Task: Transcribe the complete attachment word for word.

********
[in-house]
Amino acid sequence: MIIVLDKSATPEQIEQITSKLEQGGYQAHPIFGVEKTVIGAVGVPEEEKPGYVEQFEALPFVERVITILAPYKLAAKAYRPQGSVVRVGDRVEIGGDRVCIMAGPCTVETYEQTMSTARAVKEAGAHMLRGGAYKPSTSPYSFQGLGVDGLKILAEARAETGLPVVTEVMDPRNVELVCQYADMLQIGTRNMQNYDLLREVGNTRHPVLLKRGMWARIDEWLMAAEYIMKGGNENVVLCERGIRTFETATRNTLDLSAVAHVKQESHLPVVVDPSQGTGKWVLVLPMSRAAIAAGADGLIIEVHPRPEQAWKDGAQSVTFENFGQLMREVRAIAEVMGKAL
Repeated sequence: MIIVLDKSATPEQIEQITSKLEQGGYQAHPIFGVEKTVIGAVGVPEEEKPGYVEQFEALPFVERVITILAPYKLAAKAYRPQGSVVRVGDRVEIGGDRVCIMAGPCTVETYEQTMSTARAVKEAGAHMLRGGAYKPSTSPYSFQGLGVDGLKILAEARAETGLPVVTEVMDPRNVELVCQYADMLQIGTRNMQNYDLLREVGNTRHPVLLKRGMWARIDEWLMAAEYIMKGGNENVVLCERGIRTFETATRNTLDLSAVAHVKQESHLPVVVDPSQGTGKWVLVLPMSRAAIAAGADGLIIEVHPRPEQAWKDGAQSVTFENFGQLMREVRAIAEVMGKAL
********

[in-house]
Amino acid sequence: MIIVLDKSATPEQIEQITSKLEQGGYQAHPIFGVEKTVIGAVGVPEEEKPGYVEQFEALPFVERVITILAPYKLAAKAYRPQGSVVRVGDRVEIGGDRVCIMAGPCTVETYEQTMSTARAVKEAGAHMLRGGAYKPSTSPYSFQGLGVDGLKILAEARAETGLPVVTEVMDPRNVELVCQYADMLQIGTRNMQNYDLLREVGNTRHPVLLKRGMWARIDEWLMAAEYIMKGGNENVVLCERGIRTFETATRNTLDLSAVAHVKQESHLPVVVDPSQGTGKWVLVLPMSRAAIAAGADGLIIEVHPRPEQAWKDGAQSVTFENFGQLMREVRAIAEVMGKAL
Repeated sequence: MIIVLDKSATPEQIEQITSKLEQGGYQAHPIFGVEKTVIGAVGVPEEEKPGYVEQFEALPFVERVITILAPYKLAAKAYRPQGSVVRVGDRVEIGGDRVCIMAGPCTVETYEQTMSTARAVKEAGAHMLRGGAYKPSTSPYSFQGLGVDGLKILAEARAETGLPVVTEVMDPRNVELVCQYADMLQIGTRNMQNYDLLREVGNTRHPVLLKRGMWARIDEWLMAAEYIMKGGNENVVLCERGIRTFETATRNTLDLSAVAHVKQESHLPVVVDPSQGTGKWVLVLPMSRAAIAAGADGLIIEVHPRPEQAWKDGAQSVTFENFGQLMREVRAIAEVMGKAL